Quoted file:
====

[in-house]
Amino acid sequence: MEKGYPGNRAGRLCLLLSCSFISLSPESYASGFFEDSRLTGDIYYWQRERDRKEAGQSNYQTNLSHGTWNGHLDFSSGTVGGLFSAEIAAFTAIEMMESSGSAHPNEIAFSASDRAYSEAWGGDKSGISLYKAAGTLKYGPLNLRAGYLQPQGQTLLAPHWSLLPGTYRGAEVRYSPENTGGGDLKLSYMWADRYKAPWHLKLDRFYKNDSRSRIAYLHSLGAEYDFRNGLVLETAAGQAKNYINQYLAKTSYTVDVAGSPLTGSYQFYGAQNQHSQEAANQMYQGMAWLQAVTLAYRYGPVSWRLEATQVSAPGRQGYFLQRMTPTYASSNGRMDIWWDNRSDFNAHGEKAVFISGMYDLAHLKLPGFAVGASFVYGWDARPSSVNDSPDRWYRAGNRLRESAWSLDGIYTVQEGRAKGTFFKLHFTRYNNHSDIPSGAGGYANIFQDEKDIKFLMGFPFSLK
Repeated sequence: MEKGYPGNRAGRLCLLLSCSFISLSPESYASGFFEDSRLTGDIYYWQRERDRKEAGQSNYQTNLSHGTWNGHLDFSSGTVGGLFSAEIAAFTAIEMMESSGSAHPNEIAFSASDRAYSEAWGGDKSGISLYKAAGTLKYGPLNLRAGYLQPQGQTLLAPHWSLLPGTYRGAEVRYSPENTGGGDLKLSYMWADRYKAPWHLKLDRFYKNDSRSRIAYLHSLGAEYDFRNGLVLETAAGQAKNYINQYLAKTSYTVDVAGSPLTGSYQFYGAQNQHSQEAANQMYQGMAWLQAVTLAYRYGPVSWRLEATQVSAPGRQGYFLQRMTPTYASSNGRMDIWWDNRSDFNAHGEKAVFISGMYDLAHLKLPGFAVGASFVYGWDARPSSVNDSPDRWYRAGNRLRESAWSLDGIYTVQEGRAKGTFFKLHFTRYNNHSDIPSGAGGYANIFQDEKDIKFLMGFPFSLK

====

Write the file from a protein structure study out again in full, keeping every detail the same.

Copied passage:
[in-house]
Amino acid sequence: MEKGYPGNRAGRLCLLLSCSFISLSPESYASGFFEDSRLTGDIYYWQRERDRKEAGQSNYQTNLSHGTWNGHLDFSSGTVGGLFSAEIAAFTAIEMMESSGSAHPNEIAFSASDRAYSEAWGGDKSGISLYKAAGTLKYGPLNLRAGYLQPQGQTLLAPHWSLLPGTYRGAEVRYSPENTGGGDLKLSYMWADRYKAPWHLKLDRFYKNDSRSRIAYLHSLGAEYDFRNGLVLETAAGQAKNYINQYLAKTSYTVDVAGSPLTGSYQFYGAQNQHSQEAANQMYQGMAWLQAVTLAYRYGPVSWRLEATQVSAPGRQGYFLQRMTPTYASSNGRMDIWWDNRSDFNAHGEKAVFISGMYDLAHLKLPGFAVGASFVYGWDARPSSVNDSPDRWYRAGNRLRESAWSLDGIYTVQEGRAKGTFFKLHFTRYNNHSDIPSGAGGYANIFQDEKDIKFLMGFPFSLK
Repeated sequence: MEKGYPGNRAGRLCLLLSCSFISLSPESYASGFFEDSRLTGDIYYWQRERDRKEAGQSNYQTNLSHGTWNGHLDFSSGTVGGLFSAEIAAFTAIEMMESSGSAHPNEIAFSASDRAYSEAWGGDKSGISLYKAAGTLKYGPLNLRAGYLQPQGQTLLAPHWSLLPGTYRGAEVRYSPENTGGGDLKLSYMWADRYKAPWHLKLDRFYKNDSRSRIAYLHSLGAEYDFRNGLVLETAAGQAKNYINQYLAKTSYTVDVAGSPLTGSYQFYGAQNQHSQEAANQMYQGMAWLQAVTLAYRYGPVSWRLEATQVSAPGRQGYFLQRMTPTYASSNGRMDIWWDNRSDFNAHGEKAVFISGMYDLAHLKLPGFAVGASFVYGWDARPSSVNDSPDRWYRAGNRLRESAWSLDGIYTVQEGRAKGTFFKLHFTRYNNHSDIPSGAGGYANIFQDEKDIKFLMGFPFSLK